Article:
Fear of NVP
Fear of vomiting is not uncommon, and it has been reported that some women will either delay or terminate a pregnancy due to a significant fear of vomiting.
Most women pregnant for the first time are significantly more worried about NVP than those who have previously been pregnant; this is likely due to more familiarity with the condition and knowing their ability to handle it.
Women afraid of experiencing NVP can read our entire NVP section, including management, hear from other women, and put themselves in a much better position from the onset.
It is also important for women to understand that not all women experience NVP, and even though the vast majority do experience nausea to some degree, only about half of those will vomit. That figure may also include individuals who vomited very infrequently, or maybe even only once.
Even though researchers do not know what causes NVP, or the most optimal treatment for it, we know more about NVP today than previous generations.
Women have more management options ranging from dietary changes, lifestyle modifications, medications, counseling, family support, and a network of women who have been there before. Women have many options to cope with their symptoms and do not have to experience any part of NVP alone.
Emetophobia and Pregnancy
Emetophobia (fear of vomiting) is an anxiety disorder in which individuals report clinical levels of fear that they may vomit, which can lead to symptoms ranging from mild concerns to severe panic attacks.
There is very little information regarding emetophobia during pregnancy, as in general, emetophobia is one of the least studied phobias. Females are four times more likely to be affected than males, but very little is known about how prevalent the phobia is among pregnant women, or those wanting to become pregnant.
Although no data on the behavior of pregnant women with a fear of vomiting exists, based on general information on emetophobia, women may engage in specific behaviors to avoid vomiting. Those with strong fears of vomiting may pay more attention to food safety, expiration dates, and cooking methods, and avoid eating in restaurants, traveling, or visiting someone with stomach complaints. They may also have a fear of vomiting during labor.
Women with a fear of vomiting may also have fears of feeling nauseous, seeing vomit, encountering vomit, or vomiting in public; symptoms of this condition can be emotional, mental, and physical. For a woman who wants to be pregnant, this can cause significant fear and anxiety.
Because emetophobia is not well studied, there is very little information on treating it, and no data treating it during pregnancy.
But early identification of this disorder or fear in general is crucial to enable women a positive pregnancy and birth experience. Pregnant women should be forthcoming to their HCPs about any fears they have regarding NVP.
It may also be helpful for women with emetophobia to recognize that a super hypervigilance to gastrointestinal symptoms could make them feel worse.
Studies indicate that those with a fear of vomiting overestimate the risk of becoming ill, and due to a hypervigilance to gastrointestinal symptoms, they may perceive themselves as being sick, which leads to increased anxiety and worsening nausea, a self-fulfilling prophecy.
Further, nausea and vomiting are different entities, and just because someone experiences nausea, does not mean that individual will vomit.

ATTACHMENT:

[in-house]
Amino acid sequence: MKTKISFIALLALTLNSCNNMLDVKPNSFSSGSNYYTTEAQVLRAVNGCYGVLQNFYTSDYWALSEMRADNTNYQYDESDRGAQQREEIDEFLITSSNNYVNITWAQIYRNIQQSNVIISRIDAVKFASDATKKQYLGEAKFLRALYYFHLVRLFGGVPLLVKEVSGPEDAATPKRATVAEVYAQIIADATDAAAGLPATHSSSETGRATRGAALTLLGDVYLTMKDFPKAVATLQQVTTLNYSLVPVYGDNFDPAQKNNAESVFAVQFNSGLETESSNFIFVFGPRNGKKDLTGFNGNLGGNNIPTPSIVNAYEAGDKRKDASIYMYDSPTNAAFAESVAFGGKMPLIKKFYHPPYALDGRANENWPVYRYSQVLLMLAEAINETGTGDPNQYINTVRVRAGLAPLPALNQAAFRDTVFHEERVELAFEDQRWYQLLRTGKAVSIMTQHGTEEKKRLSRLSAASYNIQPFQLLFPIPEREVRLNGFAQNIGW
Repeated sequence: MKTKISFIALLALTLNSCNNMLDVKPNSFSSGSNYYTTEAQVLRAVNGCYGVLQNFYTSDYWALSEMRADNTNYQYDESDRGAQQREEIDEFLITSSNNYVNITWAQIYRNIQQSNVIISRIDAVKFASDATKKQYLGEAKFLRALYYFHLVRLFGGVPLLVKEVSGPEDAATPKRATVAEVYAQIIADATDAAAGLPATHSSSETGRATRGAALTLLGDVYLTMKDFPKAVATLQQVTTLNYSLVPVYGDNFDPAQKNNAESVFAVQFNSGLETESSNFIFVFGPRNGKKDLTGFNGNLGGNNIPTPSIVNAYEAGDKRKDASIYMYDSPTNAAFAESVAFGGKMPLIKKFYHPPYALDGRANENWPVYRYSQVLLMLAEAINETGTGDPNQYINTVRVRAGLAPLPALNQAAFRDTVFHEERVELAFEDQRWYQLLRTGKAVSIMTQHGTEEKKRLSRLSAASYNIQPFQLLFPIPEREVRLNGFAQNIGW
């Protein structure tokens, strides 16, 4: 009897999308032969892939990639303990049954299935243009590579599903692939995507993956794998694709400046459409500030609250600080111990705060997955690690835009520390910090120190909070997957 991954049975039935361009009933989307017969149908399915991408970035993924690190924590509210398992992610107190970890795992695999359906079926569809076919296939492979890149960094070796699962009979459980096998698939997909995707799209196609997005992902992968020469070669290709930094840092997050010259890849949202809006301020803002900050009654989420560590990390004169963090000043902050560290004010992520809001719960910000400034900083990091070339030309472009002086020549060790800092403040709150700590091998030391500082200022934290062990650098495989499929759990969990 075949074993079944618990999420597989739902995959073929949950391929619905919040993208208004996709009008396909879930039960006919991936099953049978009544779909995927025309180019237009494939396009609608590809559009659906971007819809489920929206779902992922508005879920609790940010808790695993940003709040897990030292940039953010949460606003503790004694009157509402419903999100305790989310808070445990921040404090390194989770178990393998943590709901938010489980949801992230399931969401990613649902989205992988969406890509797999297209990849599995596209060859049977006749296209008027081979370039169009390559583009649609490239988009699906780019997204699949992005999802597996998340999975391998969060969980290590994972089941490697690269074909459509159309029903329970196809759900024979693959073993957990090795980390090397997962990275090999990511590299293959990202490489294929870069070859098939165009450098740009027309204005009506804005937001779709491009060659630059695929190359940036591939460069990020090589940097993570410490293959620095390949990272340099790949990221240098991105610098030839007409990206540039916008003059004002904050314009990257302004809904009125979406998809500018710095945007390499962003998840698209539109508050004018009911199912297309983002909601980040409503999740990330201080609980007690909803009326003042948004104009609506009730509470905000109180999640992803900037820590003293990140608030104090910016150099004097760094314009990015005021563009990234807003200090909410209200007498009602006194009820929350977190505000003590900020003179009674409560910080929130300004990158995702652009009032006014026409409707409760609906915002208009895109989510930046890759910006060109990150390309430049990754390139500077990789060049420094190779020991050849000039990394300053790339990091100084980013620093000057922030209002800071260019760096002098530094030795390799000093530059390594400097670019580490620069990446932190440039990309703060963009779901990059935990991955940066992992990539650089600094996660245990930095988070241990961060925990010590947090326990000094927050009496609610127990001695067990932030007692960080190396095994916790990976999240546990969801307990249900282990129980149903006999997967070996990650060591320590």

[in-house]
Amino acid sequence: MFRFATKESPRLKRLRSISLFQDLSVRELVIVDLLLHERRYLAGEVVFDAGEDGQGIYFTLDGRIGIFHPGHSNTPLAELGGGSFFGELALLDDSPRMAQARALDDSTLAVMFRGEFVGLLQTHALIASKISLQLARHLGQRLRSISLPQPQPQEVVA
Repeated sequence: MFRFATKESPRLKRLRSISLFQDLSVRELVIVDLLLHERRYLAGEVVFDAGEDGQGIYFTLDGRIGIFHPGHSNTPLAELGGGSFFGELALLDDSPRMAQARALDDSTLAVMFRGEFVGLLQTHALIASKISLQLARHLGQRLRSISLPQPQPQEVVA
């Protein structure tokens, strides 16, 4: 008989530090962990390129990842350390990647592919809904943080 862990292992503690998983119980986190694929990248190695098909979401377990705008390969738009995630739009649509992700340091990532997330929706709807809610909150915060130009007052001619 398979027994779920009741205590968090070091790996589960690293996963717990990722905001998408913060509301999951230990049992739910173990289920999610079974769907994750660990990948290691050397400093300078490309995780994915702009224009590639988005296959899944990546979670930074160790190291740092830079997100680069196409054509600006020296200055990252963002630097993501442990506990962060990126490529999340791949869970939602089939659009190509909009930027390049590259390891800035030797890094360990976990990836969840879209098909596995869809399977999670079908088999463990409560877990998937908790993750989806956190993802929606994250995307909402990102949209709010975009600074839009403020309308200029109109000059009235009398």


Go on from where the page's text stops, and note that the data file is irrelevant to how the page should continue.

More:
Treatments of emetophobia that have been documented include cognitive behavioral therapy (see Resources), hypnotherapy, medication, and various exposure therapies.
There are numerous medication options used to control nausea/vomiting during pregnancy. However, it has been noted that individuals who suffer from emetophobia may engage in ritualistic ingestion of antacids, which could also be extrapolated to antiemetics (anti-vomiting medication) during pregnancy.
It is very important that pregnant women do not take any medication without talking to their HCP, and all prescribed medication needs to be taken exactly as directed. Taking more medication than prescribed can be dangerous.
Women who wish to become pregnant, or who are currently pregnant but experiencing significant anxiety due to the possibility of NVP, need to talk to their HCP. HCPs can help put together a plan in the event NVP becomes more than the woman can handle. Women can leave that appointment knowing a mutually agreed upon plan is in place, which can significantly relieve anxiety.
Women should also remember that not all pregnant women experience NVP, and others may only experience mild symptoms.
Pregnancy can already be a very scary time for women, even before possible nausea and/or vomiting sets in. Partners can have a beneficial impact on pregnant women through positive emotional support throughout all of pregnancy. Partners should let women know that no matter what happens or how they feel, they have someone who will help them get through it.
Partners should also learn everything they can about NVP as well, as their help will certainly improve women's abilities to manage and cope with their symptoms, which would in turn, benefit the whole family.
PDF regarding Cognitive Behavioral Therapy from the American Psychological Association.
Nausea and Vomiting of Pregnancy (Gastroenterol Clin North Am. 2011 Jun)
Nausea and Vomiting of Pregnancy-What’s New? (Auton Neurosci. 2017 Jan)
Morning Sickness: Nausea and Vomiting of Pregnancy (American College of Obstetricians and Gynecologists)
Nausea and Vomiting of Pregnancy: Committee Opinion 189; January 2018 (American College of Obstetricians and Gynecologists)
Problems of the Digestive System (American College of Obstetricians and Gynecologists)
Screening for Perinatal Depression: Committee Opinion 757 (American College of Obstetricians and Gynecologists)